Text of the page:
Shrubs, 0.3-3 m, (forming clones by layering). Stems: branches dark red-brown, not or weakly glaucous, tomentose to glabrescent; branchlets red-brown, yellow-brown, or greenish brown, moderately to very densely villous, tomentose, or velvety-tomentose to glabrescent. Leaves: stipules absent or rudimentary on early ones, absent, rudimentary or foliaceous on late ones, apex acute; petiole convex to flat, or shallowly grooved adaxially, 0.5-7(-12) mm, velvety, pilose, or villous adaxially; largest medial blade (sometimes hemiamphistomatous), narrowly oblong, narrowly elliptic, elliptic, oblanceolate, obovate, or broadly obovate, (13-)20-90(-135) × 3-23(-35) mm, 2.3-9 times as long as wide, base cuneate or convex, margins revolute or flat, entire, crenate, or sinuate, (glands submarginal), apex acuminate or convex, abaxial surface glaucous, sparsely to densely tomentose or woolly, hairs erect or spreading, wavy, adaxial slightly or highly glossy, glabrous, pubescent, tomentose, or pilose; proximal blade margins entire or serrulate; juvenile blade green, densely tomentose to glabrescent abaxially, hairs white, sometimes also ferruginous. Catkins flowering before leaves emerge; staminate 6.5-34 × 5-19 mm, flowering branchlet 0-1 mm; pistillate (and staminate) moderately to very densely flowered, stout, subglobose, or globose, 9-47(-55 in fruit) × 5.5-19 mm, flowering branchlet 0-4 mm; floral bract brown, black, or bicolor, 0.8-2 mm, apex rounded or acute, abaxially moderately densely hairy, hairs (white), straight or wavy. Staminate flowers: adaxial nectary oblong or square, 0.2-0.7 mm; filaments distinct, glabrous or hairy basally; anthers purple turning yellow, ellipsoid or cylindrical, 0.4-0.6 mm. Pistillate flowers: adaxial nectary square, 0.4-0.8 mm, shorter than stipe; stipe 1-2.5 mm; ovary obclavate or pyriform, moderately densely to sparsely short-silky-villous (hairs refractive), beak slightly bulged below styles, (valves recurving in fruit); ovules 6-12 per ovary; styles (sometimes slightly distinct distally), 0.2-0.4 mm; stigmas slenderly to broadly cylindrical, 0.2-0.56 mm. Capsules 5-12 mm.
Shrub 0.5 - 3 m tall Leaves: alternate, on yellowish to pinkish, 2 - 7 mm long, hairy leafstalks, dark green above, grayish green with a waxy coating (glaucous) beneath, yellowish to pinkish on midrib, 2 - 12 cm long, 0.5 - 3 cm wide, narrowly lance-shaped to linear-oblong with a tapering, rounded, or heart-shaped base and pointed tip, slightly downward-rolled (revolute) and wavy along the margins, sometimes irregularly toothed, smooth above, wrinkled beneath, and hairy (sometimes becoming hairless). Young leaves are brownish red, thin, translucent, and minutely hairy. Flowers: either male or female, borne on separate trees (dioecious) in stalkless, oval to cylindrical, hairy catkins. Female catkin green to purplish with blackish scales, 1 - 4 cm long. Stigmas red. Ovary densely hairy. Male catkin whitish with blackish scales, 0.5 - 2 cm long. Stamens two, with red anthers (turning yellow). Fruit: a capsule, in elongated clusters, short-stalked, brownish, 6 - 10 mm long, flask-shaped, and hairy. Seeds have long, white, silky hairs attached. Twigs: slender, yellowish green, brown-tinged, and hairy. Buds: reddish brown to brown, egg-shaped, flattened, pointed, and slightly hairy.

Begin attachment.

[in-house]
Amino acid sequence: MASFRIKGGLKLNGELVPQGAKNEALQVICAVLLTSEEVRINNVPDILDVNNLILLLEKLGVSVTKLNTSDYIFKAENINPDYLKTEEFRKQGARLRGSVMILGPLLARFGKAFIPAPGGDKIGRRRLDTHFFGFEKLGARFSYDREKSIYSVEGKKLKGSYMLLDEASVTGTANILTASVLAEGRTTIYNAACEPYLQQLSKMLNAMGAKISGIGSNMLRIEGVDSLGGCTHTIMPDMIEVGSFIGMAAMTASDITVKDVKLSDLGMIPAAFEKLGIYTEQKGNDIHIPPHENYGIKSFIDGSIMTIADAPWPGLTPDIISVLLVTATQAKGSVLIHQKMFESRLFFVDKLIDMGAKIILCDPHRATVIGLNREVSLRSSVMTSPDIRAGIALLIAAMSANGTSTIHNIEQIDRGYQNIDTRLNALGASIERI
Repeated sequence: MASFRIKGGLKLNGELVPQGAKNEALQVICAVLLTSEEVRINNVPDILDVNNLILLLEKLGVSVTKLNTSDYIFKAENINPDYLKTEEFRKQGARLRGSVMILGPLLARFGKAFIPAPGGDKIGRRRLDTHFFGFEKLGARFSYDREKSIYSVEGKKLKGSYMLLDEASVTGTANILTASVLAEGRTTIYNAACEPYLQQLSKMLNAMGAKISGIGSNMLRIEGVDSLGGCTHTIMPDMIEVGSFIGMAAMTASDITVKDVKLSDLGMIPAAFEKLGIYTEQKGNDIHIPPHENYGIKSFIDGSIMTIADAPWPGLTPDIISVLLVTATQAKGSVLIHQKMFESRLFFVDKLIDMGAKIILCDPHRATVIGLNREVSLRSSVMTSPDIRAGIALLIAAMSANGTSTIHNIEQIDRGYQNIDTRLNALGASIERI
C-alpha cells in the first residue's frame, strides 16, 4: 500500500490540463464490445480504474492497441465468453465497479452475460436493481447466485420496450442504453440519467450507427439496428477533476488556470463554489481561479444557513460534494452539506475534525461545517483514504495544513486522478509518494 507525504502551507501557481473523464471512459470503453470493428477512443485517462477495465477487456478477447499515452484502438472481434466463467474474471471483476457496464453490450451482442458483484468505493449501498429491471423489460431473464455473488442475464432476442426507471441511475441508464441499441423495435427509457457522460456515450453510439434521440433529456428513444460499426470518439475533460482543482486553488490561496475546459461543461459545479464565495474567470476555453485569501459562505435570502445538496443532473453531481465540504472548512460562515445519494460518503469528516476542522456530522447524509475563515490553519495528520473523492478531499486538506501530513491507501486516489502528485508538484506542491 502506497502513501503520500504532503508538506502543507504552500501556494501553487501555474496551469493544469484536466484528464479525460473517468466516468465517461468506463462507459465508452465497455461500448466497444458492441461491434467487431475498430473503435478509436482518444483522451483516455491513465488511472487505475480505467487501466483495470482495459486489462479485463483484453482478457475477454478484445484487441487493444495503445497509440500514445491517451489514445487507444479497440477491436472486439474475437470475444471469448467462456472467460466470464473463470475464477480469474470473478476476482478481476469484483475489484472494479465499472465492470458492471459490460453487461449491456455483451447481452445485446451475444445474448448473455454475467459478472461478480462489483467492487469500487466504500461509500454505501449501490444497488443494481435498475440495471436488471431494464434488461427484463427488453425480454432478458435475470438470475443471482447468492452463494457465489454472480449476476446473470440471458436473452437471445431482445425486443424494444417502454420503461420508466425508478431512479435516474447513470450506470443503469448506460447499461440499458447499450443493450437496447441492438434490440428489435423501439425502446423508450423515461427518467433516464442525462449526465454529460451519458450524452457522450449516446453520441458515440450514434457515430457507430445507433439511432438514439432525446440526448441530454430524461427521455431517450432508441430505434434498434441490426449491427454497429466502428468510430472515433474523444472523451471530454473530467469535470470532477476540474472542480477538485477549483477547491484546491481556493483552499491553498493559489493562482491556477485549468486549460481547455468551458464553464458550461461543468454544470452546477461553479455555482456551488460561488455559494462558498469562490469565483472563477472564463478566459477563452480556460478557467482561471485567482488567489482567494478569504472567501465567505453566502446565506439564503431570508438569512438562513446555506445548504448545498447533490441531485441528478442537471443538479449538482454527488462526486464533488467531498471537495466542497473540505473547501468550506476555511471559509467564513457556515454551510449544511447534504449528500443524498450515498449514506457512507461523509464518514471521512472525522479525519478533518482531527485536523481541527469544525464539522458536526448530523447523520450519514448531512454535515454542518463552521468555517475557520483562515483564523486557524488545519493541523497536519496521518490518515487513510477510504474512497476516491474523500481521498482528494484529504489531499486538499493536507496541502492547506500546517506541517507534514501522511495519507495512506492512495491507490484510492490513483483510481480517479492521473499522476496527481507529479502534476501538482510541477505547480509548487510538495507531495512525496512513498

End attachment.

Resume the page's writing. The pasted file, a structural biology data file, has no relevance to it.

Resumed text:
Similar species: Salix humilis is represented by two varieties in the Chicago Region. See links below for further information. Salix pedicellaris, a smaller shrub that grows in bogs and fens, has leaves similar to S. humilis; however, the leaves of S. pedicellaris are finely net-veined on both sides and have parallel primary lateral veins.
Flowering: April to early May, before the leaves
Habitat and ecology: Frequent in moist to wet prairies. Also found in open woodlands and sandy areas, especially where there has been a history of fire. Occasionally found in prairies and other dry open places.
Occurence in the Chicago region: native
Notes: Planted as an ornamental. Specimens mapped and linked at right are those that were not designated a variety name.
Etymology: Salix is the Latin word for willow. Humilis means low-growing.
Author: The Morton Arboretum
Colonial shrub 1-3 m; twigs flexible, yellowish to brown, velutinous-tomentose, or eventually glabrate; stipules lanceolate, often deciduous; lvs oblanceolate to narrowly obovate, 3-10(-15) נ1-2(-3) cm, acute or abruptly short-acuminate, somewhat revolute-margined, entire or sparingly undulate-crenate, dark green (and often puberulent) above, glaucous, somewhat rugose, and ±gray-tomentose beneath (sometimes also with some reddish hairs), becoming glabrate; petioles 3-7 mm; catkins precocious, sessile or subsessile, often recurved, the staminate 1-2 cm, the pistillate 1.5-4 cm at maturity; scales 1.5-2 mm, blackish, long-villous; stamens 2; frs narrowly lanceolate-rostrate, 6-10 mm, gray-hairy; pedicels 1-2 mm; style 0.2-0.4 mm; 2n=38, 76. Scattered but common in open woods, dry barrens, and mesic or wet prairies; Nf. and s. Que. to N.D., s. to Fla. and Tex.
Gleason, Henry A. & Cronquist, Arthur J. 1991. Manual of vascular plants of northeastern United States and adjacent Canada. lxxv + 910 pp.
©The New York Botanical Garden. All rights reserved. Used by permission.
Citation: The vPlants Project. vPlants: A Virtual Herbarium of the Chicago Region. http://www.vplants.org
Copyright © 2001–2009 The vPlants Project, All Rights Reserved.
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